It's been quite a fortnight for women – it was International Women's Day on 8th March, which fell in the middle of National Pie Week. How can half the planet's population be worth only a day, yet a pastry-based food item merits an entire week? Both of those momentous events may have passed you by (put them in the diary for next year now), but the big one is still to come: this Sunday, 18th March, is Mother's Day.
Mother's Day, or Mothering Sunday, as any bar-room bore will tell you, did not originate as a way for grateful offspring to reward their mums for 364 days a year of thankless toil by giving them a lie-in, a card, a box of chocolates and a Richard Curtis DVD.
In fact the Mother in question was the “mother church” and it was a tradition for Christians in Medieval times to return to worship at their home church on the middle Sunday of Lent. Travelling back to their birthplace also presented families with a rare opportunity to reunite at a time when many children left home to work, or marry, often at an early age. It's a small imaginative leap from these beginnings to the habit of presenting your own Mother with a present at the same time.
So much for the origins; it would be a brave son or daughter nowadays who would leave their poor mum with no flowers, chocolates or lunch at the pub, insisting that Mothering Sunday is nothing to to with her. Mums are generally a pretty tolerant bunch when it comes to the foibles of their nearest and dearest, but, come their special day, woe betide any offspring who don't play the game.
What should you do to make your mum feel special? You don't need to throw money at the problem and even if you are strapped for cash there are still plenty of ways to spoil your mum without even having to open your wallet.
The sound of someone else doing the hoovering (as long as it doesn't disturb one's lie-in) is music to the ears, as is the soapy slap of a son or daughter wielding the mop on the kitchen floor. And don't forget to do all the washing up if you offer to cook Sunday lunch.
With just a couple of quid to spend, a bunch of the cheapest cheery daffs and a homemade card are always welcome.
If money is not so tight, then good chocolates can be yours – oops, I mean hers. Chocolates are very much personal taste, but even the most discerning chocolate connoisseur will be impressed with the quality of Hotel du Chocolat's offerings. They have a branch in Guildford (and instore at John Lewis in Kingston) and, while not cheap, they are definitely what is technically known as a bit special.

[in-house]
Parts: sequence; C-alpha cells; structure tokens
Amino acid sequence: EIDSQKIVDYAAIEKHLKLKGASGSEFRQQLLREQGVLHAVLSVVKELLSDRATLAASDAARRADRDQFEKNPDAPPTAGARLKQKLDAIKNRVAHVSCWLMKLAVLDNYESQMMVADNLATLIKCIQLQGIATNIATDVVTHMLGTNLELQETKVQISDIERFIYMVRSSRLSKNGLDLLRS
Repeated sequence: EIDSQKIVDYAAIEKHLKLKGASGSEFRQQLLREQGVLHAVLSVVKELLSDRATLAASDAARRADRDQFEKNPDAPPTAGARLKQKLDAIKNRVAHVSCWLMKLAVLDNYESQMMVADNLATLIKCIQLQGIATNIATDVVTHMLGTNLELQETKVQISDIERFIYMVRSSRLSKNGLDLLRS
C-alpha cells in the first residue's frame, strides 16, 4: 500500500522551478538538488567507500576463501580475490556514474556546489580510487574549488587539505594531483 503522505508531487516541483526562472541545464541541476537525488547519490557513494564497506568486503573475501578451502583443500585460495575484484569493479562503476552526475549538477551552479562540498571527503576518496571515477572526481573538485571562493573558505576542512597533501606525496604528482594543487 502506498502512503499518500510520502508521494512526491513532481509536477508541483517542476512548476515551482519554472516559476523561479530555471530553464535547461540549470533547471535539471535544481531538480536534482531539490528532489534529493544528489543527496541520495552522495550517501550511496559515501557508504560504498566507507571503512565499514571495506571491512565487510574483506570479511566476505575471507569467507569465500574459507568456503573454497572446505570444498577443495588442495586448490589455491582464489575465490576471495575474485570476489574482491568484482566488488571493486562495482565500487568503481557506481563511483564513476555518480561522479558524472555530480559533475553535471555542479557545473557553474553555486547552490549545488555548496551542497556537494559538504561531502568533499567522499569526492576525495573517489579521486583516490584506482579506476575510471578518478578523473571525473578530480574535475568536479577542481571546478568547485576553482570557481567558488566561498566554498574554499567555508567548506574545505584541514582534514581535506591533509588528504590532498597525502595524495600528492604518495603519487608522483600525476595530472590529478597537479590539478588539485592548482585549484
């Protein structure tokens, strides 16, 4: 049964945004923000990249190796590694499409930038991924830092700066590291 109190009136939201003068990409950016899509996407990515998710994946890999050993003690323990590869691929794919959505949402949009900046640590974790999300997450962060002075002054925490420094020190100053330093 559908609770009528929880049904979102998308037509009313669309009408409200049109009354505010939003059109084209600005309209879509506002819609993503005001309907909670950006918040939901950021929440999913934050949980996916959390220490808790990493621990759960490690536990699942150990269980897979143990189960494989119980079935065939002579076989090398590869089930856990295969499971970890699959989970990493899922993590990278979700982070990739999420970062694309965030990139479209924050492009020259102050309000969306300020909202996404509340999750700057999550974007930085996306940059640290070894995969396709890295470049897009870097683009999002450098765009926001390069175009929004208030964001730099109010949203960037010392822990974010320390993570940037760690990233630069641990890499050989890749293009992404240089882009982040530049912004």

However, if your mum is anything like the ones I know, a bottle of something special is not going to go amiss. Regular readers may recall that I assembled a crack team of mums last year in order to road test some pink fizz, tasted blind.
Without re-hashing the results in their entirety, I'll summarise here: Moët et Chandon Brut Rosé NV and Veuve Clicquot Brut Rosé NV (which will set you back somewhere between £30 and £40 depending on where you shop) both had their fans and came top overall. However, a very creditable runner up was the bargain-priced Jacob's Creek Sparkling Rosé (widely available at around £10, but currently £8 at Sainsbury's). Its easy-going, creamy red fruit and gentle fizz won over the jury that night. However, in case anyone from my own family is reading, my particular favourite was the Veuve Clicquot Rosé. Just sayin'...
On the whole I am not a believer in “wines for the ladies” as distinct from wines that appeal to men. Here then, is a selection of wines for current drinking that have impressed me recently and would be perfect for any wine-loving mum (or dad).
Trimbach Riesling 2009 - £10.99 at Majestic
Riesling is the great grape variety that wine writers want you all to love, but you just won't. It's a mystery. Is it the tall bottles? The risk of it being sweet? Who knows. Please have a crack at this one, from Alsace in eastern France: it's dry, but gentle with nicely integrated acidity; the flavours of citrus and a certain stoniness linger. Sauvignon blanc drinkers: do yourselves a favour and give it a go.
Camel Valley Atlantic Dry 2010 - £11.95 from Camel Valley's online shop or £13.50 from The Wine Society
Something tells me that English wines are going to be big this year. This could be your tipple of choice at any Jubilee street parties come June. Don't worry too much about the slightly spooky-sounding varieties in here – Bacchus and Reichensteiner, plus some more familiar Chardonnay. Focus instead on the lovely fresh, floral nose and deft, grapefruit-y palate. This would be a delight with posh fish and chips.
Humberto Canale Gran Reserva Pinot Noir 2009 - £15.95 at Great Western Wine
Argentina and wine generally mean two things: Malbec and Mendoza. However, down in the cool and wetter far south of Patagonia, there is a wine growing area where cooler climate varieties such as Pinot Noir thrive. This Gran Reserva has had plenty of oak thrown at it, but this does not obscure the beautifully smooth pinot fruit. A wine that it is all too easy to love.